A contraceptive patch is a transdermal patch applied to the skin that releases synthetic estrogen and progestin hormones to prevent pregnancy. They are thought to have the same effectiveness as the contraceptive pill. Currently the only publicly available contraceptive patch is marketed under the brand name Ortho Evra. Use of this relatively new contraceptive is increasing rapidly, likely because it combines the high effectiveness of contraceptive pills with a more convenient and easy method of administration. Contraceptive patches are often referred to by the slang term "the patch". more...
Method of use
In the United States and Canada, Ortho Evra is available only by prescription and is sold in boxes of three patches. Johnson & Johnson is the largest manufacturer of these patches.
A woman applies her first patch onto her upper outer arm, buttocks, abdomen or thigh on either the first day of her menstrual cycle (day 1) or on the first Sunday following that day, whichever she prefers. The day of application is known from that point as patch change day. Seven days later, when patch change day comes again, the woman removes the patch and applies another in its place. This process is repeated again on the next patch change day. On the following patch change day, the patch is removed and not replaced. The woman waits 7 days without a patch in place, and on the next patch change day she applies a new patch.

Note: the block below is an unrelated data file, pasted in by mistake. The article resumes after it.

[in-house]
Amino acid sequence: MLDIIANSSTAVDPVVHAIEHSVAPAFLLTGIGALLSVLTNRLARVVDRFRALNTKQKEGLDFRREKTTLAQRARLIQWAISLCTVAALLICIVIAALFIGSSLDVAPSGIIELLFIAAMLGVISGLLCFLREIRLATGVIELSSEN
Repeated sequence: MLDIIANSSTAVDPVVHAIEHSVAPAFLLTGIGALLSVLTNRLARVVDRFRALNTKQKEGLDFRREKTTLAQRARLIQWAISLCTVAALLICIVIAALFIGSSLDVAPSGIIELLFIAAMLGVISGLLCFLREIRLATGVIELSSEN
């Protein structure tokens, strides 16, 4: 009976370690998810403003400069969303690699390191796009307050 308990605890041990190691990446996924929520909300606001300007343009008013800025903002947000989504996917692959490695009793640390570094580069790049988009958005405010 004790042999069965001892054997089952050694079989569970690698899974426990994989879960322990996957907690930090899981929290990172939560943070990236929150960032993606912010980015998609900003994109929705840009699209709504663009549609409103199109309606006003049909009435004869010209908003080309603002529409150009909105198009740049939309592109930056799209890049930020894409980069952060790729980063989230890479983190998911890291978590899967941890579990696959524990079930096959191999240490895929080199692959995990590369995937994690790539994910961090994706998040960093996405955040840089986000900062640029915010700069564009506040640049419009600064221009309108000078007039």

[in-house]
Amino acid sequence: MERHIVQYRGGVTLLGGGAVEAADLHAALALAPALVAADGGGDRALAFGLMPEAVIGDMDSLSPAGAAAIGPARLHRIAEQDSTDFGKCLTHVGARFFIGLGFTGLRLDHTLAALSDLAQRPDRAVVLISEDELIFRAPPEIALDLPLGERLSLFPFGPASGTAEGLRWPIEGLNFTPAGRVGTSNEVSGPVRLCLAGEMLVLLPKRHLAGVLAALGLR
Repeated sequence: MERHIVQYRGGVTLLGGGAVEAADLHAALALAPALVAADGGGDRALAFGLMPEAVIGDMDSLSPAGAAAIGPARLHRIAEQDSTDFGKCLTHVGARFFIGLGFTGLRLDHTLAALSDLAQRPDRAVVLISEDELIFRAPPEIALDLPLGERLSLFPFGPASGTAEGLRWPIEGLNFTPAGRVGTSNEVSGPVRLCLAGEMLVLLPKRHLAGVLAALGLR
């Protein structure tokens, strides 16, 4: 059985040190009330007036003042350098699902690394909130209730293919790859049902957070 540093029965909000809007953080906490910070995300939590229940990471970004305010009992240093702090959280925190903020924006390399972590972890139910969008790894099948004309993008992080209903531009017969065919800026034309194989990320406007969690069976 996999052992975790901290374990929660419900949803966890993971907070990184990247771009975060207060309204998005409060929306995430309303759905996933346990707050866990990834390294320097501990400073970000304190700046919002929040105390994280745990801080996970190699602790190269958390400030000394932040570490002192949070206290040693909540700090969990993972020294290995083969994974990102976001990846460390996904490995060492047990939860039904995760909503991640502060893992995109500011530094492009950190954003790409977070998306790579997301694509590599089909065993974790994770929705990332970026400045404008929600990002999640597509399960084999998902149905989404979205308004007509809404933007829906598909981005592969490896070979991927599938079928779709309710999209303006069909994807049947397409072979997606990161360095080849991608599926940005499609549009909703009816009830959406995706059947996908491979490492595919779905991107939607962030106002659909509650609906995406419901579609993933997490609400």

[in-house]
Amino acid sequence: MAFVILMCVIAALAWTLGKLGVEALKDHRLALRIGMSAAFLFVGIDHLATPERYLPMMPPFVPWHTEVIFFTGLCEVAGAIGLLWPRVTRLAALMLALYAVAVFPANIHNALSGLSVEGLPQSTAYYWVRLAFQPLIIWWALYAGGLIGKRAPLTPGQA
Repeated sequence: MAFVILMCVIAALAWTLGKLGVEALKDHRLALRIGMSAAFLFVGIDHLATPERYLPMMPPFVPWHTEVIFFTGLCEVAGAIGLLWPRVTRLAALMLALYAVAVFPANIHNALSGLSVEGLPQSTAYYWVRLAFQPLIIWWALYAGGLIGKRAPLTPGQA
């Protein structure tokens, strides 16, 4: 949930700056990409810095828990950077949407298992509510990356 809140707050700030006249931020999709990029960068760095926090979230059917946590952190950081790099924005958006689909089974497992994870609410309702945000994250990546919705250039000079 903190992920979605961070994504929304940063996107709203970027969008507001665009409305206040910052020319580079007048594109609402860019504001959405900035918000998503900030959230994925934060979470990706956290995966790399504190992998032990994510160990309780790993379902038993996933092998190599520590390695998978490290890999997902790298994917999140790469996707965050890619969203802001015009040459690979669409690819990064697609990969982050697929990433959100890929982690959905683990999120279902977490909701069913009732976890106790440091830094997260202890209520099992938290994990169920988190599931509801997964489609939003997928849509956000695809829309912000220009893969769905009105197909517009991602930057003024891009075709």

- If a woman chooses to begin with her patch change day as day 1 of her menstrual cycle, the patch is able to take effect in time to prevent ovulation (see Mechanism of Action below) and no form of backup contraception is needed at all.
- In the case that a woman wishes to begin using the contraceptive patch following a first trimester abortion or miscarriage, patch application can be done immediately afterwards. This can be considered the same as a day 1 start above, and no backup contraception is required.
- If a woman chooses to begin with her patch change day as the first Sunday following day 1, it is necessary to use a backup form of contraception such as spermicide or condoms for the first week of patch wear.
Mechanism of action
Contraceptive patches are synthetic hormone contraceptives, similar in action to the contraceptive pill. The contraceptive patch product Ortho Evra contains 0.75 mg ethinyl estradiol and 6.0 mg norelgestromin hormones in a single patch. The gradual release of hormones over the course of each week (approximately 20 µg/day ethinyl estradiol and 150 µg/day norelgestromin) act much like contraceptive pills do. Most commonly ovulation is inhibited entirely, preventing pregnancy. Less often the cervical mucus is thickened, making it more difficult for sperm to cross through the cervix and for fertilization to occur.
Interactions and Contraindications
Contraceptive effectiveness of the patch or any other hormonal contraceptive may be reduced significantly if co-administered alongside various antibiotics, antifungals, anticonvulsants, or other drugs that increase metabolism of contraceptive steroids.
However, despite the interactions with many other antibiotics, a clinical pharamacokinetic drug interaction study showed that oral administration of tetracycline HCl 500 mg for 3 days prior to and 7 days during use of Ortho Evra did not reduce effectiveness of Ortho Evra. This is a significant factor in the common decision to administer tetracycline-derived antibiotics following an abortion (preventatively to fight potential infection) when synthetic hormone contraceptives are to be used afterwards.
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